What Science Says About Treating Colds

With so many things that don’t help — antihistamines, nasal steroid sprays, African geranium, vitamin C, vitamin D — what does really work to treat colds?

By Eva Briggs

Antibiotics not only won’t help with your cold, but they can lead to future resistant bacterial infections, and cause side effects including allergic reactions and diarrhea.
Antibiotics not only won’t help with your cold, but they can lead to future resistant bacterial infections, and cause side effects including allergic reactions and diarrhea.

I’m sitting here surrounded by boxes of tissues. Yes, it’s that time of year again. Cold season. Time for a look at what science says about treating colds.

Another term you may hear for the common cold is upper respiratory infection. It means exactly the same thing. Colds are the most common acute illness in the United States.

They are caused by an assortment of viruses — rhinovirus, parainfluenza virus, adenovirus, enterovirus, respiratory syncytial virus, metapneumovirus.

Sadly, infection with one virus offers no immunity to future colds caused by other strains.

Symptoms include nasal congestion, runny nose, sore throat, cough, low-grade fever and generally feeling yucky. Eventually the common cold will go away on its own. But before you improve, you will feel lousy for 10 days. The cough can linger even longer, especially among smokers. Colds in children often drag on for two or three weeks.

When people hear the word infection, they often think antibiotics are the answer. Antibiotics won’t help since viruses, not bacteria, cause colds. Antibiotics not only won’t help, but they can lead to future resistant bacterial infections, and cause side effects including allergic reactions and diarrhea.

A host of other things are ineffective for treating colds. Antihistamines alone, taken by mouth, don’t work. Cough medicines including codeine are no more effective than placebo for cough. Nasal steroid sprays help for allergies but they don’t make cold symptoms less severe or lead to faster recovery. Steam, or heated humidified air, does not speed the recovery from respiratory infections. Also ineffective are Echinacea, African geranium, vitamin C, vitamin D, and vitamin E. Vitamin E actually causes more severe respiratory symptoms than placebo!

With so many things that don’t help, what does really work? First, analgesics help for aches pains, and fever. This includes acetaminophen and ibuprofen.

Azelastine (brand name Astelin) is a nasal antihistamine that does seem to help, especially in reducing cough. Antihistamines in combination with decongestants are helpful. Nasal decongestants sprays, such as oxymetazolone, can decrease nasal congestion. But use cautiously for no longer than three days. Prolonged use of nasal decongestants leads to rebound, worsening nasal congestion when the dose wears off. A probiotic called “Lactobacillus casei” shortens the course of colds when taken every day throughout cold season. Zinc started within three days of the onset of a cold, continued until the cold resolves, also reduces cold duration.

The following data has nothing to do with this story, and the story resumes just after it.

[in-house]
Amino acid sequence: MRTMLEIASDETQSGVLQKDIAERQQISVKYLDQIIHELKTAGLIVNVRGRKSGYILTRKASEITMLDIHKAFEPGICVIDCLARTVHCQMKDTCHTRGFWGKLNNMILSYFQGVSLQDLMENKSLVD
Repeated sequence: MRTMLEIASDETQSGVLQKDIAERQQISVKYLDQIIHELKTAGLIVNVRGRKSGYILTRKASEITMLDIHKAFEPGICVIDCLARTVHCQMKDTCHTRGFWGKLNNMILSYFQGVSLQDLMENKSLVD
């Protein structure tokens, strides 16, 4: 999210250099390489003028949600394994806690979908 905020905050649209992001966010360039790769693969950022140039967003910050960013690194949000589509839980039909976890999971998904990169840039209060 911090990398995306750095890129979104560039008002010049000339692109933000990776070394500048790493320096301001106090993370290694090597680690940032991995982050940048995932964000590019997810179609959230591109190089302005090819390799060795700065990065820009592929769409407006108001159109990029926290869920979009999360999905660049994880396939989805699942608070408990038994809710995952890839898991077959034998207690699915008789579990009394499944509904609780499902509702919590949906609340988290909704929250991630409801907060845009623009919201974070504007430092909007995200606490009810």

There is that old standby honey. It actually works better than commercial cough medicines. Honey is not safe for children under 1 year old. The dose studied was half a teaspoon at bedtime for children ages 2 to 5, one teaspoon at bedtime for children ages 6 to 11, and two teaspoons at bedtime for older children and adults.

What a great way to support our local New York state apiaries!

Local honey contains more of the good ingredients and fewer contaminants than supermarket honey.

In children under age 4, over-the-counter cold medicines produce more side effects than benefit. Another useful treatment is petrolatum ointment with camphor, menthol and eucalyptus oils, such as the brand name Vicks VapoRub. Since it works by inhalation, rub it on the chest and throat. For some strange reason, many of my patients believe in rubbing it on the feet. There is no reason to do that.

Some diseases resemble the common cold. As I write this in the middle of September, we have already seen our first cases of influenza at the urgent care. Influenza usually starts more suddenly, has a high fever, severe body aches, and a dry hacking cough. Remember it’s now time to get your flu shot.

Bacterial sinusitis often occurs as a complication of an upper respiratory infection. Some characteristics that help distinguish bacterial sinusitis from a cold include failure to start improving in 10 days, fever and double sickening. This last term refers to a cold that starts to improve and then takes a turn for the worse.

Allergic rhinitis is associated with nasal congestion and runny nose, sneezing and itching. It often recurs at the same time every year.

If you have an upper respiratory tract infection, here are reasons to return to your doctor: fever greater than 101°F, productive cough, shortness of breath, severe headache or severe facial pain.

I’ve taken my honey and I’m grabbing my box of tissues now and heading to bed!

Eva Briggs is a medical doctor who works at two urgent care centers in the Syracuse region.